Active substance(s): ERYTHROMYCIN
PLEASE READ THIS LEAFLET CAREFULLY BEFORE YOU START
TAKING THIS MEDICINE
KEEP THIS LEAFLET UNTIL YOU HAVE FINISHED ALL THE
PRESCRIBED COURSE OF RETCIN.
IF YOU HAVE ANY QUESTIONS CONCERNING YOUR MEDICINE
ASK YOUR DOCTOR OR PHARMACIST FOR MORE
What is in your medicine?
The name of this medicine is RETCIN. It contains the active
ingredient Erythromycin Ph.Eur. 274 mg.
Each Retcin tablet also contains the inactive ingredients: lactose,
maize starch, potato starch, sodium starch glycollate, magnesium
stearate, cellacephate, diethylphthalate, colour Ponceau 4R
(E124), carnauba wax, beeswax, acetone, methanol,
Retcin is a round, red, film-coated tablet of 250 mg strength,
available in containers of 28, 30, 50, 56, 60, 84, 100, 250, 500
and 1000 tablets.
The name and address of the Product Licence holder of Retcin
tablets is Chelonia Heathcare Limited, 11 Boumpoulinas, 1060
The name and address of the manufacturer of Retcin tablets is
Meridian Healthcare (UK) Ltd., Rich Industrial Estate, Chatfield
Road, off York Road, Battersea, London SW11 3SE.
How does Retcin work?
Retcin is an antibiotic that acts on bacteria sensitive to
Why have you been prescribed Retcin?
Retcin is used for the prevention and treatment of infections
caused by Erythromycin sensitive organisms. It is used in the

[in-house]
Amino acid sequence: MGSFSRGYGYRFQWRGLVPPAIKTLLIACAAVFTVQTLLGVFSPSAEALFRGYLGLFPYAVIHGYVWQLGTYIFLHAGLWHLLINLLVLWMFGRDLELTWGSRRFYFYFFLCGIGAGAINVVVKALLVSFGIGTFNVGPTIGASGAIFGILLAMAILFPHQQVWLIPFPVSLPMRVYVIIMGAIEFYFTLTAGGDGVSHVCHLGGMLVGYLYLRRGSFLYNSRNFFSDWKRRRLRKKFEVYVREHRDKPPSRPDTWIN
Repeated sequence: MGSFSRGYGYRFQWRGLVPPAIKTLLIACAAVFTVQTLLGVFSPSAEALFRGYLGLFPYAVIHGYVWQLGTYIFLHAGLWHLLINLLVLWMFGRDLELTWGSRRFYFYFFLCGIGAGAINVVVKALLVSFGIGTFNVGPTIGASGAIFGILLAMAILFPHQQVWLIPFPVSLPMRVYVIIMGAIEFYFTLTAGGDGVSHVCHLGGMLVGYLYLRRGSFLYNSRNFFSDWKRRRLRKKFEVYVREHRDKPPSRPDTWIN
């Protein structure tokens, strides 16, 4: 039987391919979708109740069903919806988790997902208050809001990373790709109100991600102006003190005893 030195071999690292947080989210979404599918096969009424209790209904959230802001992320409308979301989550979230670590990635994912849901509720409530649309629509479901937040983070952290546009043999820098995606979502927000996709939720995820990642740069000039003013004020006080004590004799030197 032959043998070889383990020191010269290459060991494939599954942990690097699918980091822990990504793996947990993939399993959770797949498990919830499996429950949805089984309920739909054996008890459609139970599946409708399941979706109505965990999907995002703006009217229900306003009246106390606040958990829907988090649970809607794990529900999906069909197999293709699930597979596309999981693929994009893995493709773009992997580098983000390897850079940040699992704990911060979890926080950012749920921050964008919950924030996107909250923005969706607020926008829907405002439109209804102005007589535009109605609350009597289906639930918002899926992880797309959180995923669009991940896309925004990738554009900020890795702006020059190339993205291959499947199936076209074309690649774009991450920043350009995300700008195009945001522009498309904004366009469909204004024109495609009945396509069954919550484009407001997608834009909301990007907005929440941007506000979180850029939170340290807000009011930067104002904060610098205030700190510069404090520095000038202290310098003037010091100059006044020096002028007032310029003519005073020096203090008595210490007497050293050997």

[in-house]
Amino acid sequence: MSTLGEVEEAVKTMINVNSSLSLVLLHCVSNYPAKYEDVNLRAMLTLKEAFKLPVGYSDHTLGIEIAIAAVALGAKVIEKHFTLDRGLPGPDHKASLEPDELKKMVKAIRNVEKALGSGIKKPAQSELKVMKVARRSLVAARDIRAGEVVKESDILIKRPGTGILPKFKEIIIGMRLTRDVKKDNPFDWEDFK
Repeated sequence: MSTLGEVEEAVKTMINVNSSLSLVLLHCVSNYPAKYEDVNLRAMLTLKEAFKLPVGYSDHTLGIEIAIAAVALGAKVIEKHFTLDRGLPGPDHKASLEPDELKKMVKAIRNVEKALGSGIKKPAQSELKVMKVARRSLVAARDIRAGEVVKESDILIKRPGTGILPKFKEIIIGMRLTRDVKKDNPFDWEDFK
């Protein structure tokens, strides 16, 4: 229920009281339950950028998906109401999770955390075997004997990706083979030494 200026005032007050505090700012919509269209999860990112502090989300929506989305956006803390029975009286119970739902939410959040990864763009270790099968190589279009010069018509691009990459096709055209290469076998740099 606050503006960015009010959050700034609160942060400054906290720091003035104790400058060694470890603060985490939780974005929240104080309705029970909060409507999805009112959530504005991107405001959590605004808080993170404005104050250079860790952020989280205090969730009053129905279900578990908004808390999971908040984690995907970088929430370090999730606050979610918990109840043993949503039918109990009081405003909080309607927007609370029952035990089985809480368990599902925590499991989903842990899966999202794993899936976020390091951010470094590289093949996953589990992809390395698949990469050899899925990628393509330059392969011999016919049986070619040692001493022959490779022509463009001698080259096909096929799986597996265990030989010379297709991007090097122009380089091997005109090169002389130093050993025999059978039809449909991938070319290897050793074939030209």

• Chest infections
• Skin and soft tissue infections
• Bone infections
• Mouth and dental infections
• Stomach infections
• Eye infections
• Sexually transmitted diseases
• Legionnaire’s Disease
Before taking Retcin
Before taking this medicine, tell your doctor if you have ever had
any unusual or allergic reactions to Erythromycin or any of the
other ingredients of Retcin, or any other antibiotics. This product
contains lactose and is unsuitable for people with lactase
insufficiency, galactosaemia or glucose/galactose malabsorption
syndrome. Retcin also contains the colour Ponceau 4R (E124)
which may cause allergic-type reactions including asthma.
Allergy is more common in those people who are allergic to
Also tell your doctor or pharmacist if you are allergic to any
other substances such as foods, preservatives or dyes.
It is important that you tell your doctor if you are pregnant,
breast-feeding or likely to become pregnant.
The presence of other medical problems may affect the use of
this medicine. Tell your doctor if you have:
• liver problems for which you have or are receiving
• kidney problems
• heart problems or a condition known as porphyria
Use in pregnancy and while breast-feeding
Erythromycin has not been shown to be harmful during
Ask your doctor for advice before breast-feeding whilst taking
these tablets as erythromycin can pass into breast milk.
Can you drive or operate machinery when taking
Retcin will not affect your ability to drive or operate machinery.
Can you take Retcin with other medicines?
There are some medicines that can interfere with Retcin. It is
very important to tell your doctor or pharmacist about all the
medicines that you are taking, whether or not any medicines
were prescribed by your doctor or bought without a
prescription from the pharmacy or elsewhere. Your doctor will
be able to identify medicines you should not take with Retcin.
Especially make sure to tell your doctor if you have or are taking
a medicine known as Terfenadine (which you may have
purchased over-the-counter), or Astemizole both used for hay